This system was managed by churches, whose purpose was to educate the child by adapting them into the mainstream Canadian society. This nonetheless, became a very serious issue that questioned Canada’s democracy and the basic civil rights that came along with it. In addition, this destructive system left a long range of impacts. Residential schools undermined Aboriginal culture causing a profound displacement of aboriginal people even to this day. In the late 19th century, Prime Minister Sir John Alexander Macdonald assigned Nicholas Flood Davin, both a journalist and politician, to study trade schools for Aboriginal children.
Segregation of Aboriginals has also occurred, as reserves are restricted purely for individuals with Indian citizenship, hence keeping Aboriginals separate from the dominant culture (Fleras, 2010; p. 15). There is a lack of awareness on the horrendous and disgusting treatment of the original Canadian settlers, Aboriginals, which can be partially attributed to a narrative that has helped create the image of what it means to be a Canadian, a narrative that has provided the belief that white Europeans were the first to settle on Canadian land and has painted a picture of white settlers struggling to survive on their discovered Canadian land. This narrative has been termed the ‘frontier narrative’, and it truly has shaped Aboriginals lives in Canada. This paper will provide first and foremost a clear definition o... ... middle of paper ... ...in attempting to alter the policies and practices that keep them in their marginalized position, however one obstacle being that “conventions that refer to the rules may change, but rules that inform the conventions rarely do” (Fleras, 2010; p. 185). The frontier narrative has inadvertently placed a veil over Canadians that keep feelings of guilt and responsibility for the cruelty towards Aboriginals invisible, and simultaneously keeps visible the belief that it is because of the white-settlers that Canada has become what it has today.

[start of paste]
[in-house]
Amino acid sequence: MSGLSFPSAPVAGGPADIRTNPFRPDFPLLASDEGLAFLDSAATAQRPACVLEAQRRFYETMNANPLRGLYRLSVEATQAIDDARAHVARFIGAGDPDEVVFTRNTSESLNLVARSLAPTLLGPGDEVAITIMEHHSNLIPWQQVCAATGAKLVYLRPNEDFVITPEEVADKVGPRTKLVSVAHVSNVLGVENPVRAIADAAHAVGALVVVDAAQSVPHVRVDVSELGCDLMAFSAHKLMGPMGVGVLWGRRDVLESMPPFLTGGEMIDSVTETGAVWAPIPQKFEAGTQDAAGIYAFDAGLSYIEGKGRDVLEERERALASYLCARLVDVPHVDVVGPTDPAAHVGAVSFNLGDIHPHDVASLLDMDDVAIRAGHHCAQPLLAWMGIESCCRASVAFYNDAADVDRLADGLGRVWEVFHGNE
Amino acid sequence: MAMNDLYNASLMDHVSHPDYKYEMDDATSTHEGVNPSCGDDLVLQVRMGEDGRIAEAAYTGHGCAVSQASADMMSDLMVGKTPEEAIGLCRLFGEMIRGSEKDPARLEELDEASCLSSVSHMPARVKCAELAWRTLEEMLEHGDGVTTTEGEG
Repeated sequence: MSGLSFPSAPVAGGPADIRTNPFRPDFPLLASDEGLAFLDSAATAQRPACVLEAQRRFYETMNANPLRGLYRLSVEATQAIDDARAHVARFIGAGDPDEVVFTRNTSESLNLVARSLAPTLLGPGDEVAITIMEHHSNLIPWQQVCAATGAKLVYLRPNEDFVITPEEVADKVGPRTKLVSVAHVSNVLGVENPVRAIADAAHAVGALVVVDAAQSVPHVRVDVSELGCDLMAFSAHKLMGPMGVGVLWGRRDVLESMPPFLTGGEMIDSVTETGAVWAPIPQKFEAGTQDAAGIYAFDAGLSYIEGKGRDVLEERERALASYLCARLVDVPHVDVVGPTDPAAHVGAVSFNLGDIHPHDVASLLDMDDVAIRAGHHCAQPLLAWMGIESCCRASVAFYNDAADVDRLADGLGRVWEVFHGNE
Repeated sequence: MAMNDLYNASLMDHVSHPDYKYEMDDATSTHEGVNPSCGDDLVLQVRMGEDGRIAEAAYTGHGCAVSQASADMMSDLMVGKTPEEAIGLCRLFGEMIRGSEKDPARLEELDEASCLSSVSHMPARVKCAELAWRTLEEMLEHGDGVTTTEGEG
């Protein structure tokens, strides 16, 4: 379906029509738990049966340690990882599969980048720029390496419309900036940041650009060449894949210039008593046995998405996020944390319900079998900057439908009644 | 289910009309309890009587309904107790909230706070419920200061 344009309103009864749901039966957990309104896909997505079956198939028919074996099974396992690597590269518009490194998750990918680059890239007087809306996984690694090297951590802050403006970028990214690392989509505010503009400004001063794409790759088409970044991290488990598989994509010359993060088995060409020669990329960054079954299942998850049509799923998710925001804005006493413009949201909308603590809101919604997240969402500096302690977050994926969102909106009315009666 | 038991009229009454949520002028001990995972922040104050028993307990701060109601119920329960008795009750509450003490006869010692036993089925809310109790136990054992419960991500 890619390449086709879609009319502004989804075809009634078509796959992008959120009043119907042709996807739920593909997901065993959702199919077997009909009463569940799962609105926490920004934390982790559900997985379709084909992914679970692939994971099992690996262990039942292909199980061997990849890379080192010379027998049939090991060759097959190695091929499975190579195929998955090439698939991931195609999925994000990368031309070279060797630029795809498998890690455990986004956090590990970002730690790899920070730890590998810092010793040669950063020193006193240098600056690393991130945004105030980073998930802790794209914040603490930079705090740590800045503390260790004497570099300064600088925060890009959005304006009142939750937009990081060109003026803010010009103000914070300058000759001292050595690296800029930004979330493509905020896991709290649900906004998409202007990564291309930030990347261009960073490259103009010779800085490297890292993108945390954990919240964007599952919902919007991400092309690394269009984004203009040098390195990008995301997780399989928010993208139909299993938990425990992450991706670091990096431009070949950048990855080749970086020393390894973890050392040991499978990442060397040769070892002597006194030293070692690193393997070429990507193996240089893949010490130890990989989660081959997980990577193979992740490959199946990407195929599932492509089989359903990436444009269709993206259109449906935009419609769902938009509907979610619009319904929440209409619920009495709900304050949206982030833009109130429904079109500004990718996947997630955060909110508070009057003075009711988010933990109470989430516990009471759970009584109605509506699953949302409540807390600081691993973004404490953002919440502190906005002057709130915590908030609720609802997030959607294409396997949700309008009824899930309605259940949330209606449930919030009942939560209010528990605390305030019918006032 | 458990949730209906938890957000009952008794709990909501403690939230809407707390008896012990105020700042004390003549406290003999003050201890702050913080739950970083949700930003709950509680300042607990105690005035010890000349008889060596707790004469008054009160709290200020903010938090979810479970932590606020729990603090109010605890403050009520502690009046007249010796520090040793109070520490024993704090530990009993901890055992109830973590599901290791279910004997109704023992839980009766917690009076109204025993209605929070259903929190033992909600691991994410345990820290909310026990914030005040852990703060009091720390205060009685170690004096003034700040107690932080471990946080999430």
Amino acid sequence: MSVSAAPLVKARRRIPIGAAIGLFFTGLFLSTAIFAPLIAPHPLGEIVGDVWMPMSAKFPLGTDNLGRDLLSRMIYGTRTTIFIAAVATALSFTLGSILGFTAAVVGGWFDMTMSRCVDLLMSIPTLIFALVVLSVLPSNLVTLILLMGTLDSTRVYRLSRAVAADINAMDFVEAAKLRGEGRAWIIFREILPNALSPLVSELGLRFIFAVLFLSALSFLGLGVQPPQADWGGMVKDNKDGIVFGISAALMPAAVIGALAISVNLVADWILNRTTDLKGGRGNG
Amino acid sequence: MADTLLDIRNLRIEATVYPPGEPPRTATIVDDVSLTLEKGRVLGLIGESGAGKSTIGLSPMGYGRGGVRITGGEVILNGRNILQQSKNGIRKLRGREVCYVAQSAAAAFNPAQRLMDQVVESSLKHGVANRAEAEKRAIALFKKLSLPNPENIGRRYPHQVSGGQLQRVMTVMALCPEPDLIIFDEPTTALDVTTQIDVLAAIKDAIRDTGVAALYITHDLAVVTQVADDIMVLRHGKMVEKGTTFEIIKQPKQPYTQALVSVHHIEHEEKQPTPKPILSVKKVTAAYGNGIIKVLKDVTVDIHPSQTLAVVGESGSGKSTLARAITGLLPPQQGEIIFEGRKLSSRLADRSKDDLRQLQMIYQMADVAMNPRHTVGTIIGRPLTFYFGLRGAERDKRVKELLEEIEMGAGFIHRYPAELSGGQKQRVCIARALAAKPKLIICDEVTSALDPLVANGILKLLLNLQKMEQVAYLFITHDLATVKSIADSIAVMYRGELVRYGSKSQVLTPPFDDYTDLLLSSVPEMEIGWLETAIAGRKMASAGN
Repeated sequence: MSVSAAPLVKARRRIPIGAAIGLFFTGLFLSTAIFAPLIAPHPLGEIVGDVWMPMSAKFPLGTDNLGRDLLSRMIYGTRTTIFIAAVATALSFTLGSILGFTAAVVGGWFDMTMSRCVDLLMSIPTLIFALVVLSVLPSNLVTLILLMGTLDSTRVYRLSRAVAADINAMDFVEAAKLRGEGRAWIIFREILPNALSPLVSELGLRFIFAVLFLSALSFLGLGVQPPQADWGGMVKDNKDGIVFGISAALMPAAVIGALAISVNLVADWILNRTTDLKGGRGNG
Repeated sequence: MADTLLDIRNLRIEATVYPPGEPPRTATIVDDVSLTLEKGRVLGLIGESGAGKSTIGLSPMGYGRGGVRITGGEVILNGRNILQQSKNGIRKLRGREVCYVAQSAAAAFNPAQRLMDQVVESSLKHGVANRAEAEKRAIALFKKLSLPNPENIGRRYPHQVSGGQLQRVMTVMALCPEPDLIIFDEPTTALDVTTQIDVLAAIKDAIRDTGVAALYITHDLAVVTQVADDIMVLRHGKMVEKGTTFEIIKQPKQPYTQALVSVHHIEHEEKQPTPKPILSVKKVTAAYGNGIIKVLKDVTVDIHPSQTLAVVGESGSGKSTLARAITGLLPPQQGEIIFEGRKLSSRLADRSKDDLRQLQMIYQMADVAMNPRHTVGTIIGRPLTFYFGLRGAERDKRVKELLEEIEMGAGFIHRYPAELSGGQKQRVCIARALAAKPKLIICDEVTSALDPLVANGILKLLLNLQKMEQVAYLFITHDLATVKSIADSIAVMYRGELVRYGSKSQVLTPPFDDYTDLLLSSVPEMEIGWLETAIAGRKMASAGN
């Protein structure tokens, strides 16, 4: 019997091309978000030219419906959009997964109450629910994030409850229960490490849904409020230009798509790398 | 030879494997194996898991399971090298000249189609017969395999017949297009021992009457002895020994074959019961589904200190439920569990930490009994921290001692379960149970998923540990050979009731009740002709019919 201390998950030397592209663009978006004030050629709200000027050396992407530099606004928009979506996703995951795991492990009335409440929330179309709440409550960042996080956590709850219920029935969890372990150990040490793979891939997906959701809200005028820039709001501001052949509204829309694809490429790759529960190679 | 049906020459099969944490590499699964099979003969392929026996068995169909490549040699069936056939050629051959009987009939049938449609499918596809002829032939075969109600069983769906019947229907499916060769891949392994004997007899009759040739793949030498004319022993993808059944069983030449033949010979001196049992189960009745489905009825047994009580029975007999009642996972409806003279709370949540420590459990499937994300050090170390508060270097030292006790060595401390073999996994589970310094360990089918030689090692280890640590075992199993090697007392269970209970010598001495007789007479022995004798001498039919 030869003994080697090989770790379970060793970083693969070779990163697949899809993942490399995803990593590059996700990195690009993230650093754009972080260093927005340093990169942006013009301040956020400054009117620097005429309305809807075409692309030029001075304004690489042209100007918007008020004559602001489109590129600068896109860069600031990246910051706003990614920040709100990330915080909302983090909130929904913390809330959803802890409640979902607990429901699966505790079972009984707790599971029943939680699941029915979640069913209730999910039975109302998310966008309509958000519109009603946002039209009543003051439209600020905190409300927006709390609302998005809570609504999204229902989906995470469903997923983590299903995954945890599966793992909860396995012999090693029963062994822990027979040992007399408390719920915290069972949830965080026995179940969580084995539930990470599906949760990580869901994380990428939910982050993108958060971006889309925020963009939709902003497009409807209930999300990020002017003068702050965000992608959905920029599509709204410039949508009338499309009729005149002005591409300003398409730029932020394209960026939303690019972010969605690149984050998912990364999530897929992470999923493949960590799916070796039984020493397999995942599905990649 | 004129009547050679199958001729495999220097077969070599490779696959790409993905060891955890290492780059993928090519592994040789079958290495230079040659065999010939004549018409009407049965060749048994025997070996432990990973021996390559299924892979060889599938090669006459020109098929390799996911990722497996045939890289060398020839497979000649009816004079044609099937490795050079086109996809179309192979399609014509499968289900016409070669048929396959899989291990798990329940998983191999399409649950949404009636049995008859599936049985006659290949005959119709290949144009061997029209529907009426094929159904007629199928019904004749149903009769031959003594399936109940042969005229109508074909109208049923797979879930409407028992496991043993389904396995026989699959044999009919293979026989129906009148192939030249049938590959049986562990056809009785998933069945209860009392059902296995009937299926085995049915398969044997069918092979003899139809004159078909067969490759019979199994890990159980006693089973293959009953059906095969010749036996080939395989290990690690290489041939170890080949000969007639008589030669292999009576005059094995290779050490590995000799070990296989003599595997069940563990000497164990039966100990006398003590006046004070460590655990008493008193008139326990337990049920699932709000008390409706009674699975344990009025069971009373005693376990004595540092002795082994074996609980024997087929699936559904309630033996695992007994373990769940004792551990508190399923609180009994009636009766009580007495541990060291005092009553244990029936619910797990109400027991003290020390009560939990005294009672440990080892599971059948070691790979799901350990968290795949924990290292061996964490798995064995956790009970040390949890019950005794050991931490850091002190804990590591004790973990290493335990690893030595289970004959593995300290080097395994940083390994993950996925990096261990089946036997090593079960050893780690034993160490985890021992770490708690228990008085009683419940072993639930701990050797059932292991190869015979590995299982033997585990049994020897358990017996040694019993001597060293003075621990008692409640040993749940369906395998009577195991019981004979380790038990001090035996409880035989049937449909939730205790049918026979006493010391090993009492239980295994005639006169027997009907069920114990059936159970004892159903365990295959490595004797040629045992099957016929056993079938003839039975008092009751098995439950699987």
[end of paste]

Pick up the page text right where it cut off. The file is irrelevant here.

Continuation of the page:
Aboriginal individuals and their society as a whole have experienced a great deal of negative experiences with the Canadian government. This is the primary reasoning behind their overrepresentation in the criminal justice system. Our current society isn’t fully educated on this group past experiences and what they had to put up with; we are quick to judge without any factual information. Past injustices that the Aboriginal population have faced will play a key role in how they choose to perceive todays society. The soci-economic situation that aboriginals face has and continues to impact Aboriginals.
Indigenous children were not allowed to practice their traditions, see their families, or learn about their Indigenous heritage. The following quote from Robertson sums up residential schools perfectly “In essence, the churches were attempting to eliminate the influence of Aboriginal families and communities on the minds of their children.” The Canadian government created the schools to try and force the Indigenous people into a European society. Although the Canadian government has apologized for the brutality and severity of the residential schools, they scars that have been left behind will never fade.
When the war broke in 1914, recruitment of “Status Indians” was prohibited, as they were often connected to torture and scalping. Some natives enlisted in face of the law, thanks to a commitment to their land. It wasn't until 1916 that the government allowed active recruitment of Status Indians by reason of Robert Borden's endeavours to replace the growing number of casualties on the front lines. Still the active recruitment of Aboriginals was an effort to encourage the men to join, not force them. However, in 1917, the Canadian government chose to enforce conscription, or mandatory military service.